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Touched by War: "For Such a Time as This," through February 22 at the Figge Art Museum PDF Print E-mail
Written by Ashley Allen   
Wednesday, 26 November 2008 02:29

Adrienne Noelle WergeDescribing For Such a Time as This: Remembering Vietnam, artist Adrienne Noelle Werge said: "I wanted to build an environment in which people can come and meditate ... a space that is really built in such a way as to respect all the sacrifices that are made and all the lives that were touched by the Vietnam war and any war."

Super-Size Me!: "Big Bina Butterflies," at the Bucktown Center for the Arts through November 28 PDF Print E-mail
Feature Stories
Written by Mike Schulz   
Wednesday, 08 October 2008 02:40

Big Notgnirray Butterfly Some collectors purchase artworks to accentuate a room. The pieces in Delores De Wilde Bina's current exhibition at the Bucktown Center for the Arts, however, are the room.

"Okay, so you hang one on the wall in your studio, and it's seven and a half feet tall," the Davenport artist recalls telling someone at the exhibit's opening. "That's almost floor-to-ceiling. And then the wingspan is eight-foot, and ... .

"Oops!" she exclaims with a laugh. "We've just filled this whole wall!"

40 Years in the Making: Riverssance, September 20 and 21 PDF Print E-mail
Feature Stories
Written by Jeff Ignatius   
Wednesday, 17 September 2008 02:29

ceramics by Liz Robertson On her Web site, Liz Robertson explains the circumstances that inspired her to pursue ceramics as a career: "From my early childhood I seemed to understand that clay, when put to fire, makes a permanent thing. My father was a bricklayer. Our backyard was good red clay. Our coal furnace, with its handy ledge, was where we placed our crude pinch pots to bake."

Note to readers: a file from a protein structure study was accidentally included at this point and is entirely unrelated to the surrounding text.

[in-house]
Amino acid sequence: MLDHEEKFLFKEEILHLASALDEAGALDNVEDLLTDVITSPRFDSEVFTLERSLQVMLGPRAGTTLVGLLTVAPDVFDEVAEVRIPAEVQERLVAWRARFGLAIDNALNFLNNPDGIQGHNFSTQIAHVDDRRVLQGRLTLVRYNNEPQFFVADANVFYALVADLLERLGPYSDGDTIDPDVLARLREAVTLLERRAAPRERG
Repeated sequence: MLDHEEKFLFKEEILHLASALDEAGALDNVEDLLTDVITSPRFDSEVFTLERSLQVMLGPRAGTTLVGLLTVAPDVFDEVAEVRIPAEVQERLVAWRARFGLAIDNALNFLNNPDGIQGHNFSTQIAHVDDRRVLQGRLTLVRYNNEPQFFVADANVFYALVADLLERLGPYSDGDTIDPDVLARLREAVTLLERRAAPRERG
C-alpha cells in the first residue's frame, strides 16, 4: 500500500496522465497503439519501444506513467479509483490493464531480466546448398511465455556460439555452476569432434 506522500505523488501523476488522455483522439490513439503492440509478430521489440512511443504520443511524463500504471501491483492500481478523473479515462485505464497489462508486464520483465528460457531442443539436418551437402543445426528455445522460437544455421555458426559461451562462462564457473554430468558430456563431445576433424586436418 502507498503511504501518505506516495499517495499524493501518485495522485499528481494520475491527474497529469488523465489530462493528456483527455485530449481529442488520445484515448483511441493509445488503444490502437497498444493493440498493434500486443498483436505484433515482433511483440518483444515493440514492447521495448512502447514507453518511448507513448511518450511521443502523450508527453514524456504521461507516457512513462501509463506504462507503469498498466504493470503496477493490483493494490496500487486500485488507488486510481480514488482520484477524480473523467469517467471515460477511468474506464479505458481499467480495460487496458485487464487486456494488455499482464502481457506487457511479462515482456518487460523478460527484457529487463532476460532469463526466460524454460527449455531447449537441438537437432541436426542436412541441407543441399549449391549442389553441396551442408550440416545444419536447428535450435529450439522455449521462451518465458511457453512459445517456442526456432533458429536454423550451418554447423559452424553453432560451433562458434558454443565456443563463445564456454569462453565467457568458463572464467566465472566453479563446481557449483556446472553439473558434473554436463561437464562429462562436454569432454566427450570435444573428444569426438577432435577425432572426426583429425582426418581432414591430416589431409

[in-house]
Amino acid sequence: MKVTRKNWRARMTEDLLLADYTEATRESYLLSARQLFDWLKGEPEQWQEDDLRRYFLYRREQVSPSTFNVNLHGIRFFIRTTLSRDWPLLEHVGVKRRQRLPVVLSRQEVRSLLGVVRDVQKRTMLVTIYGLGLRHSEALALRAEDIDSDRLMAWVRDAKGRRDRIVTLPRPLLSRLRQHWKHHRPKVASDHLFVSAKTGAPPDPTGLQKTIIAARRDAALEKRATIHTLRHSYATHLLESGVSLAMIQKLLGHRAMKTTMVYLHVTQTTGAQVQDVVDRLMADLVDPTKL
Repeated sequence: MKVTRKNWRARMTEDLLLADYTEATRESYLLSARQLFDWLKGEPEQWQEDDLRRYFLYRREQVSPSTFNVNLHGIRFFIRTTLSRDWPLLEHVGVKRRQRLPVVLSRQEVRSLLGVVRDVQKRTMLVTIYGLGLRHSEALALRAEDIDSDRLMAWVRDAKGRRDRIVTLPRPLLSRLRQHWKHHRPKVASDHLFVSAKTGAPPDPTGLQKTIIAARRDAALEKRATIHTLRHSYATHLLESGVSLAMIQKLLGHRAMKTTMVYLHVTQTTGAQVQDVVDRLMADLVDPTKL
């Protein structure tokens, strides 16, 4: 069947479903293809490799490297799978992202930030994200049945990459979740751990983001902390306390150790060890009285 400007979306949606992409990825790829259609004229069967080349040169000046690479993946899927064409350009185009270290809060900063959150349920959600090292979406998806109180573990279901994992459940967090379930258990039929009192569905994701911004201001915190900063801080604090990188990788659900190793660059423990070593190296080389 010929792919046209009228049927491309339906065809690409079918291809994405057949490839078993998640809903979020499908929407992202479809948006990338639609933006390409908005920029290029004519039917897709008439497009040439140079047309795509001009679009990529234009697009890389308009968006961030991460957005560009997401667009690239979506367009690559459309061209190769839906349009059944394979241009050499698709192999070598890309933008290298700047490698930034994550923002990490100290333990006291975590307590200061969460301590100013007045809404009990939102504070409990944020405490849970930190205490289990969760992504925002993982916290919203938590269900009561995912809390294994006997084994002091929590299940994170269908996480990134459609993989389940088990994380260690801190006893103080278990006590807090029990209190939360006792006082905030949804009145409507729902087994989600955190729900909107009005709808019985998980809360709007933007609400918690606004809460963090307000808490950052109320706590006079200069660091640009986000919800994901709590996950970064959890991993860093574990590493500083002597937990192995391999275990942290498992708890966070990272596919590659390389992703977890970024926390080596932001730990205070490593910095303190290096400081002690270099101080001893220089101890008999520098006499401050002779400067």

But necessity made her switch from throwing pots on a wheel to the hand-building technique she primarily uses today.

The Eccentric Teapot: "Teapots: Object to Subject," through August 10 at the Figge Art Museum PDF Print E-mail
Wednesday, 30 July 2008 02:34

Reader issue #695 How could a show of teapots be extraordinary? Wouldn't that be like having an exhibition of kitchen appliances?

We all have an image of a teapot, but these are not those teapots. Teapots: Object to Subject, the current show at the Figge Art Museum, is like a Mad Hatter's tea party.

Saccharine Surface, Dark Undertones: Heidi Hernandez/Melanie De Keyrel Bell, thru August at Bucktown PDF Print E-mail
Written by Steve Banks   
Wednesday, 30 July 2008 02:31

Melanie De Keyrel Bell - All of the Things I Could Not SayA small woman with clenched fists full of feathers plucked from her own legs is watched by smiling, colorful faces reminiscent of the simplistic advertising from the faux utopia of the 1950s. This is a microcosm of a room full of sculptures and paintings that present themselves with a straightforward charm that makes you smile, and then you realize there are darker themes that temper the smile with unease.

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